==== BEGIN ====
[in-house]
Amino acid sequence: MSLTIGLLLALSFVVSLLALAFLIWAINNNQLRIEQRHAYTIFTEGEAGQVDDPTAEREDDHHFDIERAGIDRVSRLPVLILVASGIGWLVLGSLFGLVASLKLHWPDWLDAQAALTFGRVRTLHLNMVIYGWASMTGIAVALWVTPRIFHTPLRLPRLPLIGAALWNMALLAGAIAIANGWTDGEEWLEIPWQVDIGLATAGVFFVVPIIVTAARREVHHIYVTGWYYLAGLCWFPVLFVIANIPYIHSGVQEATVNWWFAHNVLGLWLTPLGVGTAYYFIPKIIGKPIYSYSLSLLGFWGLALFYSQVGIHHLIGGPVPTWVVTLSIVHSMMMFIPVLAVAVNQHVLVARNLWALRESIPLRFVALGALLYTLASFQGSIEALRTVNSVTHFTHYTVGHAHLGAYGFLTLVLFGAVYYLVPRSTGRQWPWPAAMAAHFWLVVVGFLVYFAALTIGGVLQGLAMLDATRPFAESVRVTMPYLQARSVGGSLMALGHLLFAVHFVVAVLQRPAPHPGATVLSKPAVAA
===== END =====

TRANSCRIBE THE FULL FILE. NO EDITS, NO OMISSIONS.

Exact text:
[in-house]
Amino acid sequence: MSLTIGLLLALSFVVSLLALAFLIWAINNNQLRIEQRHAYTIFTEGEAGQVDDPTAEREDDHHFDIERAGIDRVSRLPVLILVASGIGWLVLGSLFGLVASLKLHWPDWLDAQAALTFGRVRTLHLNMVIYGWASMTGIAVALWVTPRIFHTPLRLPRLPLIGAALWNMALLAGAIAIANGWTDGEEWLEIPWQVDIGLATAGVFFVVPIIVTAARREVHHIYVTGWYYLAGLCWFPVLFVIANIPYIHSGVQEATVNWWFAHNVLGLWLTPLGVGTAYYFIPKIIGKPIYSYSLSLLGFWGLALFYSQVGIHHLIGGPVPTWVVTLSIVHSMMMFIPVLAVAVNQHVLVARNLWALRESIPLRFVALGALLYTLASFQGSIEALRTVNSVTHFTHYTVGHAHLGAYGFLTLVLFGAVYYLVPRSTGRQWPWPAAMAAHFWLVVVGFLVYFAALTIGGVLQGLAMLDATRPFAESVRVTMPYLQARSVGGSLMALGHLLFAVHFVVAVLQRPAPHPGATVLSKPAVAA